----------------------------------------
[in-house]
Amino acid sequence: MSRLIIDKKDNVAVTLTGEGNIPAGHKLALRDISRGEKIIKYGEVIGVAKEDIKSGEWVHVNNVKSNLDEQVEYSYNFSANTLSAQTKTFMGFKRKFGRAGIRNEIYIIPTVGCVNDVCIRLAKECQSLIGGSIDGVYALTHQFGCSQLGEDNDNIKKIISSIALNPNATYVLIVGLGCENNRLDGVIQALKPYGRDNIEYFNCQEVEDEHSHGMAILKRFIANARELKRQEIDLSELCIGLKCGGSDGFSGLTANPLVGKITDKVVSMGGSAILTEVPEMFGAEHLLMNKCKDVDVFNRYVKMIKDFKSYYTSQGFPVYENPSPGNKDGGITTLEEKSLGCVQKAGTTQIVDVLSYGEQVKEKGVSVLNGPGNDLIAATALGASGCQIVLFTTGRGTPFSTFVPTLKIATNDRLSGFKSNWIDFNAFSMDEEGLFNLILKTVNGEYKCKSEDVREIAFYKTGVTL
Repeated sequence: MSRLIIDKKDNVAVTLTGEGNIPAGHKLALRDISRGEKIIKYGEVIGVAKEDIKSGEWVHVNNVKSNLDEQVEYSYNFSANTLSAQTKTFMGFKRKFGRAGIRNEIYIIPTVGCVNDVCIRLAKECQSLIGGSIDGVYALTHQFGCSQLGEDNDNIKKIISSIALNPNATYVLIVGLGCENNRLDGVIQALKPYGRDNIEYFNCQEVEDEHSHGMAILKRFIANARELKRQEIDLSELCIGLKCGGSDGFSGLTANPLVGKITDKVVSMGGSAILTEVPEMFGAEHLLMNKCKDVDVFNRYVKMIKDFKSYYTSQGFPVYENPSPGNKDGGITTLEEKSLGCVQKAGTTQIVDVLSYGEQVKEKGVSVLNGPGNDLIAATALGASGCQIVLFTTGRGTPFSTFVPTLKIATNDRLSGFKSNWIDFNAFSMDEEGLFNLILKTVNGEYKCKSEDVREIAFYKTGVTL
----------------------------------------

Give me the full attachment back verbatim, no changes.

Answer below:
[in-house]
Amino acid sequence: MSRLIIDKKDNVAVTLTGEGNIPAGHKLALRDISRGEKIIKYGEVIGVAKEDIKSGEWVHVNNVKSNLDEQVEYSYNFSANTLSAQTKTFMGFKRKFGRAGIRNEIYIIPTVGCVNDVCIRLAKECQSLIGGSIDGVYALTHQFGCSQLGEDNDNIKKIISSIALNPNATYVLIVGLGCENNRLDGVIQALKPYGRDNIEYFNCQEVEDEHSHGMAILKRFIANARELKRQEIDLSELCIGLKCGGSDGFSGLTANPLVGKITDKVVSMGGSAILTEVPEMFGAEHLLMNKCKDVDVFNRYVKMIKDFKSYYTSQGFPVYENPSPGNKDGGITTLEEKSLGCVQKAGTTQIVDVLSYGEQVKEKGVSVLNGPGNDLIAATALGASGCQIVLFTTGRGTPFSTFVPTLKIATNDRLSGFKSNWIDFNAFSMDEEGLFNLILKTVNGEYKCKSEDVREIAFYKTGVTL
Repeated sequence: MSRLIIDKKDNVAVTLTGEGNIPAGHKLALRDISRGEKIIKYGEVIGVAKEDIKSGEWVHVNNVKSNLDEQVEYSYNFSANTLSAQTKTFMGFKRKFGRAGIRNEIYIIPTVGCVNDVCIRLAKECQSLIGGSIDGVYALTHQFGCSQLGEDNDNIKKIISSIALNPNATYVLIVGLGCENNRLDGVIQALKPYGRDNIEYFNCQEVEDEHSHGMAILKRFIANARELKRQEIDLSELCIGLKCGGSDGFSGLTANPLVGKITDKVVSMGGSAILTEVPEMFGAEHLLMNKCKDVDVFNRYVKMIKDFKSYYTSQGFPVYENPSPGNKDGGITTLEEKSLGCVQKAGTTQIVDVLSYGEQVKEKGVSVLNGPGNDLIAATALGASGCQIVLFTTGRGTPFSTFVPTLKIATNDRLSGFKSNWIDFNAFSMDEEGLFNLILKTVNGEYKCKSEDVREIAFYKTGVTL